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Honeycomb canopy structure is added to Federation Square

Jan 21, 2014
  • Article by Online Editor

Designed by Melbourne’s Maddison Architects, and inspired by the hexagonal forms of honeycombs, Federation Square’s newest outdoor addition is part sculpture and part public shelter.

Covering a 200-square metre area within the urban precinct, Maddison Architects’ canopy construction has been designed to accommodate large crowds of people, as well as withstand Melbourne’s ever-changing weather conditions.

In summer, the inclined steel plates will block out the hot sun and help visitors stay cool in the shade. In winter, when the sun is lower, the fully-glazed, clear-glass roof provides natural lightning below and a touch of warmth for patrons below.

The honeycomb design has special significance at Federation Square with the precinct housing the largest rooftop apiary in Melbourne.

Ten beehives are perched atop the Alfred Deakin Building and provide approximately 350 kilograms of honey each year to the restaurants and cafés at Federation Square.

Key features:

  • The honeycomb structure comprises 167 hexagonal prisms.
  • Each hexagonal prism is individually welded together from laser-cut steel plates.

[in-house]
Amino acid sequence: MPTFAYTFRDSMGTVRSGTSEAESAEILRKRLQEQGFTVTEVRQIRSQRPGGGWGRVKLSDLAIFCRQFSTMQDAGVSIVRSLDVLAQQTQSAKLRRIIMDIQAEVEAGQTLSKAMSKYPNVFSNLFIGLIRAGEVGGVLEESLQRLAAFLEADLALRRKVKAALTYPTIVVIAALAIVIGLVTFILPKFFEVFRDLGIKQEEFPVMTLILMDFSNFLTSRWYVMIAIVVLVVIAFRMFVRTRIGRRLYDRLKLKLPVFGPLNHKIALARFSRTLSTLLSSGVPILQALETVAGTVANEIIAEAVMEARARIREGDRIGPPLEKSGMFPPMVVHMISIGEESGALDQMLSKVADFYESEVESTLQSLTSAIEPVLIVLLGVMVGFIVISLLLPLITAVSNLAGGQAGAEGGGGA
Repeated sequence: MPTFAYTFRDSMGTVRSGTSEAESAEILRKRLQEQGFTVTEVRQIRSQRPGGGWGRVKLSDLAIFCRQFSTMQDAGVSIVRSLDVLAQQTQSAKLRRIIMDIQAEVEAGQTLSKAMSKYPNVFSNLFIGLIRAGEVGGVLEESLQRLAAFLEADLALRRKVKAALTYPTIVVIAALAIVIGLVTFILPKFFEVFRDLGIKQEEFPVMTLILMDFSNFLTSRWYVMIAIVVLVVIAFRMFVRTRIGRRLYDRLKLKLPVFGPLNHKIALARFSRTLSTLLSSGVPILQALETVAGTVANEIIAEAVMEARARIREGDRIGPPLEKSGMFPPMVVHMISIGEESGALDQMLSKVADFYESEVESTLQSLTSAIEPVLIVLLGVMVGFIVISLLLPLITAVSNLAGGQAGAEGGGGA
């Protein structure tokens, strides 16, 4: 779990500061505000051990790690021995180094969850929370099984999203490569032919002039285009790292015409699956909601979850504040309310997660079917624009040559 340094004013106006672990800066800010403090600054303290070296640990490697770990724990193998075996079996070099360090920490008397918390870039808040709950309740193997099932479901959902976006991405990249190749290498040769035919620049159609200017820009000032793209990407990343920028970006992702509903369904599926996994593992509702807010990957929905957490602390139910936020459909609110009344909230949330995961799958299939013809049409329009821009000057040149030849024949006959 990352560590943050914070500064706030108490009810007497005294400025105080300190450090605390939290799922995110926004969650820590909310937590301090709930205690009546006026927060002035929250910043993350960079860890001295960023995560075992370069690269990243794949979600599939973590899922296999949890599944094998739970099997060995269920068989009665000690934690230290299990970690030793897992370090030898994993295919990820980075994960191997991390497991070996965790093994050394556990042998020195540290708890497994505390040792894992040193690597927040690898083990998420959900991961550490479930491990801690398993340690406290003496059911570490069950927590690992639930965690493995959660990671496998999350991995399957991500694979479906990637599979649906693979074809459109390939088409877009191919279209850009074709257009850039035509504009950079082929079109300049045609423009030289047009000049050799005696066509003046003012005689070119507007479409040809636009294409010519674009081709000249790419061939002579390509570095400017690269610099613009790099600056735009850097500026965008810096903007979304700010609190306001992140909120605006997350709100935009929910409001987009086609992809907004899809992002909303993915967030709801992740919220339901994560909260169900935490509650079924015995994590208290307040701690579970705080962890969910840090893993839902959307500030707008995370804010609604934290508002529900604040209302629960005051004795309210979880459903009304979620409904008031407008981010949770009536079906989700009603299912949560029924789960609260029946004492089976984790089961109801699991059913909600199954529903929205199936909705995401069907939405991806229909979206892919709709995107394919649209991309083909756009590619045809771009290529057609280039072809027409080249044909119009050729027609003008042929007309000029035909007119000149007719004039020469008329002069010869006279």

• 167 hexagonal clear glass panels (including 20 curved-glass panels) cover the canopy roof.
  • The canopy weighs approximately 37 tonnes and has a maximum height of 5.2 metres.
  • Concealed within every hexagonal prism is LED lighting that illuminates the canopy and enables active use in the evening.
  • Beneath the canopy are planter beds, wind barriers, sit-up benches and public seating.

 

 

 

 

Conversation • 2 comments

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29 Jan 14 at 3:24 PM • SARA

In isolation it’s a nice enough roof HOWEVER That space was not supposed to have a roof there -it should not have been built. Furthermore if there was a requirement for a space such as this why not go the original designers of the space and allow them to delicately introduce a roof sympathetic to their design? This design makes the space cluttered and negates the whole idea of an open square. It does not follow the materials or geometry of the surrounding context which LAB (the architects of federation square) worked so tirelessly to achieve. It should be taken down.

01 Feb 14 at 4:34 PM • Anna

Generally agree, it’s pretty good as a roof in isolation, but it doesn’t really work in that context.

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